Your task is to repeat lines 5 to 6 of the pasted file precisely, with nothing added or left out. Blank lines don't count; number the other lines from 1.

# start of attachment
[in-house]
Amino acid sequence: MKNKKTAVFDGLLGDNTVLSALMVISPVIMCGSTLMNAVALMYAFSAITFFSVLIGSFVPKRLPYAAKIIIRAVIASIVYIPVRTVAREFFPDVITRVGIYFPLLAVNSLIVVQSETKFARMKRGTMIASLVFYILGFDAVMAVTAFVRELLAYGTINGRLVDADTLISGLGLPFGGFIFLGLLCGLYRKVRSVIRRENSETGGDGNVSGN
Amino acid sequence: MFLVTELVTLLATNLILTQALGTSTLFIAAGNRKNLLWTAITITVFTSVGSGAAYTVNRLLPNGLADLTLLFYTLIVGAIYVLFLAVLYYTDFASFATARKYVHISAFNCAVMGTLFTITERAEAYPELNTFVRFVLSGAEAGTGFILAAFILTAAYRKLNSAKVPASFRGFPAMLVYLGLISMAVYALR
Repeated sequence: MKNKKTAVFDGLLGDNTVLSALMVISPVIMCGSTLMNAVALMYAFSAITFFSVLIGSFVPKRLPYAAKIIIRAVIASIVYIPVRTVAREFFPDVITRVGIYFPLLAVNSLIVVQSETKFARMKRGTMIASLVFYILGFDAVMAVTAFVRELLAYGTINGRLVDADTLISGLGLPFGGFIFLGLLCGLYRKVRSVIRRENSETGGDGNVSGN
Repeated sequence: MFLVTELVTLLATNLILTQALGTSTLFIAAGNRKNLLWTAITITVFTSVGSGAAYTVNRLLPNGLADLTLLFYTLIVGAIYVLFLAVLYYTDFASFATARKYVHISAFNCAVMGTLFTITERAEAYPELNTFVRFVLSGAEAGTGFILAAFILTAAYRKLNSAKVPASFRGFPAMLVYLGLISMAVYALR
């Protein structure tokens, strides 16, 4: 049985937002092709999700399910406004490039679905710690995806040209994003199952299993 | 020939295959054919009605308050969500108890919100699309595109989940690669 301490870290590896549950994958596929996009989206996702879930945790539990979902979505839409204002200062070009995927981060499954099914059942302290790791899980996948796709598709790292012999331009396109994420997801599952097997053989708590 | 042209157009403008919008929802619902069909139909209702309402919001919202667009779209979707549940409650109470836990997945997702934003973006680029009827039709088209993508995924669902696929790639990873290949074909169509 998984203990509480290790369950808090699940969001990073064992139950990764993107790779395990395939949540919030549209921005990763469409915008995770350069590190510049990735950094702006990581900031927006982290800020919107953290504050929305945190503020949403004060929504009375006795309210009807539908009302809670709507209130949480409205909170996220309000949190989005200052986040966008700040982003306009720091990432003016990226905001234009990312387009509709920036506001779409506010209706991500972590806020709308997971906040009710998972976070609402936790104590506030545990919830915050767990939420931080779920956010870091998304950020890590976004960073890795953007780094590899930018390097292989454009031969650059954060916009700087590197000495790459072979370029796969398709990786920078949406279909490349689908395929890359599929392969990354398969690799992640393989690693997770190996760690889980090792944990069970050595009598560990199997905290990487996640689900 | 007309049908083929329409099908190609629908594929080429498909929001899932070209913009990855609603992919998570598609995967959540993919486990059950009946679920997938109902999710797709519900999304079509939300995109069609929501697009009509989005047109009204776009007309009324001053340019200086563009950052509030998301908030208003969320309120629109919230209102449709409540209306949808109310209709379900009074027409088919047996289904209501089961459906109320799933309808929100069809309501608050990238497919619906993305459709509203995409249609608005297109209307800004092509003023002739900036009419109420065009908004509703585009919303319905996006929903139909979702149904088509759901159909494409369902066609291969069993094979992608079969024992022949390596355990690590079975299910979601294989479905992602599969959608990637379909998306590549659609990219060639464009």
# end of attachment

Repeated sequence: MFLVTELVTLLATNLILTQALGTSTLFIAAGNRKNLLWTAITITVFTSVGSGAAYTVNRLLPNGLADLTLLFYTLIVGAIYVLFLAVLYYTDFASFATARKYVHISAFNCAVMGTLFTITERAEAYPELNTFVRFVLSGAEAGTGFILAAFILTAAYRKLNSAKVPASFRGFPAMLVYLGLISMAVYALR
């Protein structure tokens, strides 16, 4: 049985937002092709999700399910406004490039679905710690995806040209994003199952299993 | 020939295959054919009605308050969500108890919100699309595109989940690669 301490870290590896549950994958596929996009989206996702879930945790539990979902979505839409204002200062070009995927981060499954099914059942302290790791899980996948796709598709790292012999331009396109994420997801599952097997053989708590 | 042209157009403008919008929802619902069909139909209702309402919001919202667009779209979707549940409650109470836990997945997702934003973006680029009827039709088209993508995924669902696929790639990873290949074909169509 998984203990509480290790369950808090699940969001990073064992139950990764993107790779395990395939949540919030549209921005990763469409915008995770350069590190510049990735950094702006990581900031927006982290800020919107953290504050929305945190503020949403004060929504009375006795309210009807539908009302809670709507209130949480409205909170996220309000949190989005200052986040966008700040982003306009720091990432003016990226905001234009990312387009509709920036506001779409506010209706991500972590806020709308997971906040009710998972976070609402936790104590506030545990919830915050767990939420931080779920956010870091998304950020890590976004960073890795953007780094590899930018390097292989454009031969650059954060916009700087590197000495790459072979370029796969398709990786920078949406279909490349689908395929890359599929392969990354398969690799992640393989690693997770190996760690889980090792944990069970050595009598560990199997905290990487996640689900 | 007309049908083929329409099908190609629908594929080429498909929001899932070209913009990855609603992919998570598609995967959540993919486990059950009946679920997938109902999710797709519900999304079509939300995109069609929501697009009509989005047109009204776009007309009324001053340019200086563009950052509030998301908030208003969320309120629109919230209102449709409540209306949808109310209709379900009074027409088919047996289904209501089961459906109320799933309808929100069809309501608050990238497919619906993305459709509203995409249609608005297109209307800004092509003023002739900036009419109420065009908004509703585009919303319905996006929903139909979702149904088509759901159909494409369902066609291969069993094979992608079969024992022949390596355990690590079975299910979601294989479905992602599969959608990637379909998306590549659609990219060639464009």